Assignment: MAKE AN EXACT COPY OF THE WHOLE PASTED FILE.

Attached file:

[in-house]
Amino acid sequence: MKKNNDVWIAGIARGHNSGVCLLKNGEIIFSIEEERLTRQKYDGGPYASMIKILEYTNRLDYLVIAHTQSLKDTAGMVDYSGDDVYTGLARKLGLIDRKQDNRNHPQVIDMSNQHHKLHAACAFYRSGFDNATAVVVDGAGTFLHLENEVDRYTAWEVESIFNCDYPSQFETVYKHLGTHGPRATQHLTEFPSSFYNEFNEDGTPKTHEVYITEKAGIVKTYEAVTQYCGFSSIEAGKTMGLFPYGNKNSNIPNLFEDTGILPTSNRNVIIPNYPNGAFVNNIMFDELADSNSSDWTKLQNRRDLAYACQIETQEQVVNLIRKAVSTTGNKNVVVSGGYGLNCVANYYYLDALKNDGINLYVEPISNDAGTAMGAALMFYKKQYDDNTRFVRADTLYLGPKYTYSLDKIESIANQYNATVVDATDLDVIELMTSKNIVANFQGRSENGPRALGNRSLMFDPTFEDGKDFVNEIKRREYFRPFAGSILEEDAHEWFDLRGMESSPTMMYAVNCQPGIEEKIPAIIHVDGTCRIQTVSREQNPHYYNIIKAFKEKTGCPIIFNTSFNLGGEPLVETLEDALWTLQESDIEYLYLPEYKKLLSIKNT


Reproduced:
[in-house]
Amino acid sequence: MKKNNDVWIAGIARGHNSGVCLLKNGEIIFSIEEERLTRQKYDGGPYASMIKILEYTNRLDYLVIAHTQSLKDTAGMVDYSGDDVYTGLARKLGLIDRKQDNRNHPQVIDMSNQHHKLHAACAFYRSGFDNATAVVVDGAGTFLHLENEVDRYTAWEVESIFNCDYPSQFETVYKHLGTHGPRATQHLTEFPSSFYNEFNEDGTPKTHEVYITEKAGIVKTYEAVTQYCGFSSIEAGKTMGLFPYGNKNSNIPNLFEDTGILPTSNRNVIIPNYPNGAFVNNIMFDELADSNSSDWTKLQNRRDLAYACQIETQEQVVNLIRKAVSTTGNKNVVVSGGYGLNCVANYYYLDALKNDGINLYVEPISNDAGTAMGAALMFYKKQYDDNTRFVRADTLYLGPKYTYSLDKIESIANQYNATVVDATDLDVIELMTSKNIVANFQGRSENGPRALGNRSLMFDPTFEDGKDFVNEIKRREYFRPFAGSILEEDAHEWFDLRGMESSPTMMYAVNCQPGIEEKIPAIIHVDGTCRIQTVSREQNPHYYNIIKAFKEKTGCPIIFNTSFNLGGEPLVETLEDALWTLQESDIEYLYLPEYKKLLSIKNT